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FIVE EASY STEPS TO PREVENT BACK PAIN



SO WHO HAS BACK PAIN?

Almost everyone has back pain at one point or another.

 

HOW EXACLTY DOES THE BACK WORK?

There are many structures in the lower back which can cause problems and pain.

• Vertebral bones

• In between these bones are disks which act as shock absorbers

• There are also ligaments which hold the bones together, and tendons holding muscles to bones

 

ARE THE DISCS CAUSING MY PAIN?

Let’s concentrate on this one specific structure first.

The disc is the most commonly injured structure in the back and could at times be very disabling.

The disc is quite fascinating because of its nerve supply.  We don’t consistently get pain when we're doing damage to our backs. So keep in mind that a lack of pain is not always a good guide to how well you are treating your back.

A disc that is healthy looks a bit like a jelly donut – the interior of the disc contains the nucleus pulposus and the adjacent dough is the annulus fibrosus.

Bending or sitting, especially while slouched, spots a large quantity of force on the back and also the discs. Interestingly, work that includes heavy lifting can put just as much strain on the back as sitting.

A painful disc is one where the jam has leaked out of the dough so to speak. A prolapsed disc or disc bulge can vary in severity, from  serious enough to need surgery to just causing a lower back ache.

Based on how large the  “jam ” is, it can start to crush the nerves in the spinal cord which can cause symptoms like pain or pins/needles down the leg, muscle weakness, and loss of bowel or bladder control.

IT’S NOT ONLY DISCS

Let’s leave the discs for a moment.  Pressure can also accumulated on the joints, ligaments, and muscles as well.  For example, bending back and forth and twisting your back can place more excessive forces on the facet joints.

With regard to treatment and exercises, it is very important to understand which structures in your back have been injured in order to decide the right exercises and treatment.

OUR TOP STRATEGIES FOR PREVENTING BACK PAIN

Tip 1. Pacing

At home you don’t have to finish your chores at the same time.

You don’t have to vacuum the whole house all in one day. Mix some vacuuming with some dusting or surface cleaning up.

Change tasks. Perhaps skip a weekend to move around all the furniture in the home if you had a busy week sitting at work.

Its not unusual that a simple activity such as picking up the cat or getting up after sitting on the couch or bending over to dry your toes in the morning can be enough to “break the camel’s back”.

Tip 2. Pause

At work don’t sit for more than 30 minutes without a break.

You don’t have to go for every 30 mins walk but when you sit for a long time, you can just stand up. This could alleviate the pressure on the spine.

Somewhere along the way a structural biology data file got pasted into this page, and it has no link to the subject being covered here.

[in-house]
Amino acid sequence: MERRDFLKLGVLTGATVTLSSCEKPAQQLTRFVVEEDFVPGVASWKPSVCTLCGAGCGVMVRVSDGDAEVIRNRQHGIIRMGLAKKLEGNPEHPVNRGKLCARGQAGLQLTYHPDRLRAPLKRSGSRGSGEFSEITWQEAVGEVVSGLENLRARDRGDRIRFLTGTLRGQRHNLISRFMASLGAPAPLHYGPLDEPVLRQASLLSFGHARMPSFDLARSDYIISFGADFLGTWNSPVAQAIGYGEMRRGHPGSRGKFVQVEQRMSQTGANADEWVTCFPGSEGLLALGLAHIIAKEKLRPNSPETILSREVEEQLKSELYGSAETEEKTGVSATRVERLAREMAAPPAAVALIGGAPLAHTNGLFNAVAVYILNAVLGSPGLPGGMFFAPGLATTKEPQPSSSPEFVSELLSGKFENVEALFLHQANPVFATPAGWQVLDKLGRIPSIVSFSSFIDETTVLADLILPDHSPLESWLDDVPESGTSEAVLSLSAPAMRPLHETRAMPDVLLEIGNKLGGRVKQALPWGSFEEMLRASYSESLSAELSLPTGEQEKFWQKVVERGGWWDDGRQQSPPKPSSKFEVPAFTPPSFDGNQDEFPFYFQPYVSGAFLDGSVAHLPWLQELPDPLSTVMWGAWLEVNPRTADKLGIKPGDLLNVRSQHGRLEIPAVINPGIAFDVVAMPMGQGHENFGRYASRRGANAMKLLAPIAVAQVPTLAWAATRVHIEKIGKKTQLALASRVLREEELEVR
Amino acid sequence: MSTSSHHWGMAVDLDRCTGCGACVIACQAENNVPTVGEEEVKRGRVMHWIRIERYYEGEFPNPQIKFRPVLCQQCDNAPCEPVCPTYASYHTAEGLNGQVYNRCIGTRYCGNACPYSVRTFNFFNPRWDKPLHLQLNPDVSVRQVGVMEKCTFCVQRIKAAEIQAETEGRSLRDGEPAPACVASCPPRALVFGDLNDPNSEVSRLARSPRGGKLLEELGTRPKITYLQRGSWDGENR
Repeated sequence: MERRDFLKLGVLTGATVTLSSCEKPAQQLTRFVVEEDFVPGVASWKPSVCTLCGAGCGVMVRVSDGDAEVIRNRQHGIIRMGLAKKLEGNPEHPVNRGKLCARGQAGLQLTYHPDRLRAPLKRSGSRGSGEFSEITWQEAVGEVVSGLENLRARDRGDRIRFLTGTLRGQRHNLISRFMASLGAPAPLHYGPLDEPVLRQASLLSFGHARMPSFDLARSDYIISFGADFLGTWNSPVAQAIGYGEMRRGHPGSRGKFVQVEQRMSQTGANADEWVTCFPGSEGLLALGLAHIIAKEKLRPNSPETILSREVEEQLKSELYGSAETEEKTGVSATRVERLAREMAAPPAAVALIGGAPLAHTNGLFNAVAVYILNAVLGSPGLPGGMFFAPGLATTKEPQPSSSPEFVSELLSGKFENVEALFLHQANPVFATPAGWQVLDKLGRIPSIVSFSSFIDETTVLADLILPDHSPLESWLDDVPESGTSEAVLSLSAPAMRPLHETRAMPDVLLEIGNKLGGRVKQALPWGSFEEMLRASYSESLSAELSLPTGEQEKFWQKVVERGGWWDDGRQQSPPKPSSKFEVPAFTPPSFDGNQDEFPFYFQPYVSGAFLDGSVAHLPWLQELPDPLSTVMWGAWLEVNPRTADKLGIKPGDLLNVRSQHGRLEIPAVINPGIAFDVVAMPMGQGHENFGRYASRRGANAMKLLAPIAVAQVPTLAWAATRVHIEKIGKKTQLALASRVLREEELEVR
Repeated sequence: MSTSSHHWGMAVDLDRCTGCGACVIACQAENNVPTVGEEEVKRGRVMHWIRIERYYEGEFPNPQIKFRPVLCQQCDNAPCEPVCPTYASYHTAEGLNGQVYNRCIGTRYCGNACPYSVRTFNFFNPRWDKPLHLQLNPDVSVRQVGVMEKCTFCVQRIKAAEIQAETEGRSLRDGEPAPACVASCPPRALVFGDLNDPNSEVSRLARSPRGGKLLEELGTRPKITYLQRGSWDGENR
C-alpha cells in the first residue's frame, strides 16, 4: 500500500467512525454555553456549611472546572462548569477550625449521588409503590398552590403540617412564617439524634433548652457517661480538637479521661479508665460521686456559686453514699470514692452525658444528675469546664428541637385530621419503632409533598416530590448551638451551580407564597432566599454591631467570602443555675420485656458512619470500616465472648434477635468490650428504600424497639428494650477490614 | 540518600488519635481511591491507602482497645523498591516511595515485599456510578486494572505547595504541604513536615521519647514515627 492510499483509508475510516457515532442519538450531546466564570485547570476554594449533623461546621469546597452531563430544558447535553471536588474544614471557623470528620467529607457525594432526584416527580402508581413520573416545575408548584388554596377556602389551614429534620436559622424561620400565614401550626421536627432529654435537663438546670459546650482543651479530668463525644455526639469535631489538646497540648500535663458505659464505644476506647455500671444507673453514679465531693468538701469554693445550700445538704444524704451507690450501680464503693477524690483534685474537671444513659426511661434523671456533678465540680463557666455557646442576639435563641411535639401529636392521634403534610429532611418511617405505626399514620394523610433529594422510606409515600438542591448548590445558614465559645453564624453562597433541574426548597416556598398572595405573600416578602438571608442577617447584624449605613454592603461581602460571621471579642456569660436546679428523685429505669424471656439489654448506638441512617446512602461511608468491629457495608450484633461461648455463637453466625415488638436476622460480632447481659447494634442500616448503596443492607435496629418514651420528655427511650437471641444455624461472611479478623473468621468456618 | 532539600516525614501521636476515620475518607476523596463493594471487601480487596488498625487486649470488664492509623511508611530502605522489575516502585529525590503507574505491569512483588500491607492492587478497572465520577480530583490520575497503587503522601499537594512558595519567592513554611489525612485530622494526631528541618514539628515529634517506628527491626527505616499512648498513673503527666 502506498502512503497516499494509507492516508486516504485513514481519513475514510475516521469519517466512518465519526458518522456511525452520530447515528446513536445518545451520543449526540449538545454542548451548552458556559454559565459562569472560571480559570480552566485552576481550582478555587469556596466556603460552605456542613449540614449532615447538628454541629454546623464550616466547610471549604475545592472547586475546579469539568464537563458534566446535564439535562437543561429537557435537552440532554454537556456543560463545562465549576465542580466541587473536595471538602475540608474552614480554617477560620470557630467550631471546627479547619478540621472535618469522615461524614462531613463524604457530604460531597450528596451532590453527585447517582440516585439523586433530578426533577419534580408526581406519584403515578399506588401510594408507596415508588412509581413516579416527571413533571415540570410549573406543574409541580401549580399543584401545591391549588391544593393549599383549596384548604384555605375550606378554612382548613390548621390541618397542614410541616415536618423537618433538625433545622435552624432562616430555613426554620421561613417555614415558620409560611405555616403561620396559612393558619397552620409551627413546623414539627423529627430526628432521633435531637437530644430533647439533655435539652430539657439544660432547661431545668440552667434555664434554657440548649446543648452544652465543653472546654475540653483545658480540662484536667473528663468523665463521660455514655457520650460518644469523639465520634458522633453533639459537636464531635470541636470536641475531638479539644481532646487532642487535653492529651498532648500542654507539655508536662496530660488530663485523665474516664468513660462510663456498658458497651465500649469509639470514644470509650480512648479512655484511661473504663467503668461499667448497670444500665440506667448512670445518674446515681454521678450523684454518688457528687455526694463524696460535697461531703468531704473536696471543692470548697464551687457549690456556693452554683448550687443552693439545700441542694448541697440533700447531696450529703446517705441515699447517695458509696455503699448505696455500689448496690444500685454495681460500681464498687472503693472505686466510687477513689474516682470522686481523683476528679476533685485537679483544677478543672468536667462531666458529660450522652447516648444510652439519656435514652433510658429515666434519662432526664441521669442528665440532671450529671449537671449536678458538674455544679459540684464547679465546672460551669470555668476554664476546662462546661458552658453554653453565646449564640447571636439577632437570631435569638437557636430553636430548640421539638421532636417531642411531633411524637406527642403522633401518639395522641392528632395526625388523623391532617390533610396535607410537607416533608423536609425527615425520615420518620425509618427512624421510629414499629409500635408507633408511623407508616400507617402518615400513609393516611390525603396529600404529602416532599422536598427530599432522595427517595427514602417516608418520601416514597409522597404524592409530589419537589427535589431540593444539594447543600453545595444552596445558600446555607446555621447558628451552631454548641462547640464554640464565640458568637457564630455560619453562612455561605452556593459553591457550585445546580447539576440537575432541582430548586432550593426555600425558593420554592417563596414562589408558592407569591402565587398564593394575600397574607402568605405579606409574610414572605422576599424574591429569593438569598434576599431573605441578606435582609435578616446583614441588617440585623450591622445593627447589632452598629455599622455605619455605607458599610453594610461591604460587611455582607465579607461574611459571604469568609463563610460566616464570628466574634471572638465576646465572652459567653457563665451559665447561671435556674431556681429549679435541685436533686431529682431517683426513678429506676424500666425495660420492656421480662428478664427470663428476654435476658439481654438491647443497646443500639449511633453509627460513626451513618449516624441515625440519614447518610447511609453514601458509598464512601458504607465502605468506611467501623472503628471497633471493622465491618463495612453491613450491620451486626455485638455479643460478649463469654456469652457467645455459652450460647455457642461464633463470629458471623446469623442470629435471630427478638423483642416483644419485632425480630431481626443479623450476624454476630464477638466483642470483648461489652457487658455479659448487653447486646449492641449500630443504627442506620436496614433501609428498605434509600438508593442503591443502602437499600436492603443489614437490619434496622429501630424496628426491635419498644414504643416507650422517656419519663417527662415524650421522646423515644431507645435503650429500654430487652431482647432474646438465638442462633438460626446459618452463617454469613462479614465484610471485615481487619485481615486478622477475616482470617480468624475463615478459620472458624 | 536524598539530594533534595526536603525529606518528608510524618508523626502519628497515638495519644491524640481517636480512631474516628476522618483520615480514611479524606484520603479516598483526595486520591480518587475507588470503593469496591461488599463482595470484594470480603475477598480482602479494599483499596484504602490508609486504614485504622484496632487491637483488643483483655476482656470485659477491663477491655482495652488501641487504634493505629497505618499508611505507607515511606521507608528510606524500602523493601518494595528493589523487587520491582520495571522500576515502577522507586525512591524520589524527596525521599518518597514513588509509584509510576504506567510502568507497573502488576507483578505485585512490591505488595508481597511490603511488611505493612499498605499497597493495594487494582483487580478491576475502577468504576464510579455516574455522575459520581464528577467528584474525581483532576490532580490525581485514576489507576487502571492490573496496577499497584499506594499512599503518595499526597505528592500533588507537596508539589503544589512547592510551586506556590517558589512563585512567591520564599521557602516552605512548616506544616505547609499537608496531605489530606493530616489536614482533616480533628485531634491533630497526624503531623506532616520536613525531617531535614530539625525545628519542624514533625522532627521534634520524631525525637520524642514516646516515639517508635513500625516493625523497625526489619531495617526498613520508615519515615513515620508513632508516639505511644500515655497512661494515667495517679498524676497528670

Practical methods include establishing a screen saver on your own computer, setting an alarm in your phone to remind you. Consider making time for “Mini-breaks”  -  you can have a cup of tea and a rest in between housework.

Bottom line, don’t be obsessed with getting it all done simultaneously.

Hint 3. Position

Think more about the kind of positions you are getting your back into every day and make an effort to minimise twisting and turning.

Sitting

Your mouse should be easy to reach if at a desk.  Use a laptop stand if it helps you get into a better position.  An ergonomic appraisal at work it can make all the difference.


Washing

Place the laundry basket on table or a stand instead of bending on a regular basis, carry smaller loads.


Vacuuming

Extend the height of the hoover. Lunge as an alternative to bending. Same goes with mopping – use smaller amount of water in buckets.


Gardening

Utilize a kneeling stool.

Instead of bending, squat.

Utilize the hose instead of a bucket.

 

Lifting

Bend your knees.

If you can, always plan to get a helper.

 

Tip 4. Perform Exercise

Reduce your chances of getting back pain with regular cardiovascular exercise.

 

Tip 5. Support Your Back

Support your spine in physically and anatomically:

While Sitting

A comfortable seat that supports your back using a cushion or lumbar rolls can be useful


With Strong Muscles

Pilates and yoga classes can be a great method to exercise your core muscles as well as keep your spine flexible.


MY BACK HURTS – WHAT SHOULD I DO?

The great news is that physical therapy can help in the event you do experience low back pain or stiffness.  The most significant thing is to have your back accurately assessed and diagnosed to find out what's causing your back pain.  Don’t take guidance from your next door neighbour or your gym instructor because all back pains are not the same.

Physical therapists are specifically trained to properly evaluate your spine and determine a suitable treatment plan.  We'll give you a rehabilitation program and also specific exercise recommendations to make sure you make a total recovery.

Get your free book on Low Back Pain by clicking below:


Read more BLOG articles on Back Pain:

I HAVE BACK PAIN SITTING AT MY DESK. WHAT CAN I DO?


WHAT IS SCIATICA?


I HAVE DEGENERATIVE DISC DISEASE.  WHAT DOES THAT MEAN?


Learn more about back pain and disc problems HERE.


Emery Physical Therapy near Elk Grove, IL has Certified Orthopedic Specialists to help you recover in the event of an back injury.  To learn more about our services, contact 847-786-2014 or click HERE